Nuts for Harvest.
Once, no well stocked garden would be without a nut tree. They have now fallen from favour, but you can revive this tradition by planting a tree that will yield a hearty crop for decades to come.
The mighty walnut
An act of faith in the future: A walnut does not produce its first nuts for 15 to 20 years and achieves its best yields only after about 60 years. It can live to the grand old age of 300 -quite a legacy for any gardener to leave behind. Trees grafted onto the American walnut tree, or hickory produce nuts more rapidly but their life expectancy is no more than 30 years.
Harvesting walnuts: For pickling, gather the nuts in autumn, before they harden. Otherwise, gather nuts after they drop then remove the husk, clean the nuts carefully and dry in an airy room. Store in containers, between layers of sand or sprinkled with salt.
- To avoid getting stained by the husks when you harvest walnuts, spread sacking under the tree then knock down the nuts with a pole. You will then without touching it.
- The time-honoured way of removing walnuts from their husks is to pile them on hard soil and rake through them every day. It will not be long before the husks split and fall off. Then simply spread the walnuts out in the sun to dry.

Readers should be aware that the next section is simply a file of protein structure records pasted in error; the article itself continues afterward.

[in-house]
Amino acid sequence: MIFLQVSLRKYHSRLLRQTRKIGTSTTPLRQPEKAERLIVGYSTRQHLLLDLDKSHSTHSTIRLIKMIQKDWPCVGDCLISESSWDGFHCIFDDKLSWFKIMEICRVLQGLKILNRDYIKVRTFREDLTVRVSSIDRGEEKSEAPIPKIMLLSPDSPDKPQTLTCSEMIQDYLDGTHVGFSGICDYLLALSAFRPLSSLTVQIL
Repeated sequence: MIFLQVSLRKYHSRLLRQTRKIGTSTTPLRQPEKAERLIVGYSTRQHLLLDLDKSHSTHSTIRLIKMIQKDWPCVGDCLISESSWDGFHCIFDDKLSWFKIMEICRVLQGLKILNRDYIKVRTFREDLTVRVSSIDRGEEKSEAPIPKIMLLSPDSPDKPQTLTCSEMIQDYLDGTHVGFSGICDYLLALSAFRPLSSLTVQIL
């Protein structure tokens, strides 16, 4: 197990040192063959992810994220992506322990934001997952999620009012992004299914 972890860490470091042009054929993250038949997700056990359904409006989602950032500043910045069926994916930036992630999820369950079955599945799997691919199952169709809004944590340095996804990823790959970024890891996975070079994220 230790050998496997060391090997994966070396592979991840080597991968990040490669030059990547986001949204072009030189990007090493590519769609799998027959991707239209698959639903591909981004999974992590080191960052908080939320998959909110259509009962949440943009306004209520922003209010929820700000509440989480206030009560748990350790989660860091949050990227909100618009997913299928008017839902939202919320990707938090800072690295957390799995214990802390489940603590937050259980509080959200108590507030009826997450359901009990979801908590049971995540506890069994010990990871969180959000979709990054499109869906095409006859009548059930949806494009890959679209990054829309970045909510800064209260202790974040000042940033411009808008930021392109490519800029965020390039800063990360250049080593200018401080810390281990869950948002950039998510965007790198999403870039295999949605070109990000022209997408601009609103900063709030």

A grand old tree: If you inherit an old walnut tree that's in bad shape, remove damaged branches with a sharp saw to avoid introducing pests and diseases. It is important to note, especially in a small garden, that walnut tree roots produce a toxic chemical that will poison nearby fruit trees. This explains why in very old gardens, it may be the only tree remaining. But this is no reason to cut down such an ancient tree - walnuts were roasted in the Neolithic period 8000 years ago, and the dark juice of the nut has been used to dye wool for centuries. Just site other fruit trees at a distance.
Well-timed pruning: Choose the right time, and prune only lightly. If branches are cut off in autumn or winter, the wounds heal badly and start to rot. If the tree is pruned in spring, its wounds weep large amounts of sap. But there is a 'window' between June and August when pruning is possible.
Growing from seed: Believe it or not, one of the easiest ways of propagating walnuts is by seed - that is, by sowing the nut itself. However, the tree produced is very often not quite the same as the tree that bore the fruit, although the new one usually provides good crops.
Take care of fragile roots: The walnut tree grows well and it seems that only high altitude and extreme summer drought can trouble it. However, it is seldom a good idea to transplant a tree grown from a seed, because its taproot system means that it is not certain to recover. It is better to leave seed-grown trees in place, so the taproot can dig deep down into the soil.
Frost strikes Twice.
When a walnut tree is damaged by a spring frost, the gardener loses not only that year’s crop but the following year’s as well. The reason for this lies in the tree’s unusual way of producing blossoms; the female flowers – the future walnuts – grow at the end of the year’s shoots, while the male catkins appear on wood that is one year old. The tree needs male and female flowers to produce fruit, so by destroying that year’s young shoots and the future one-year old wood, the frost takes two years’ fruits.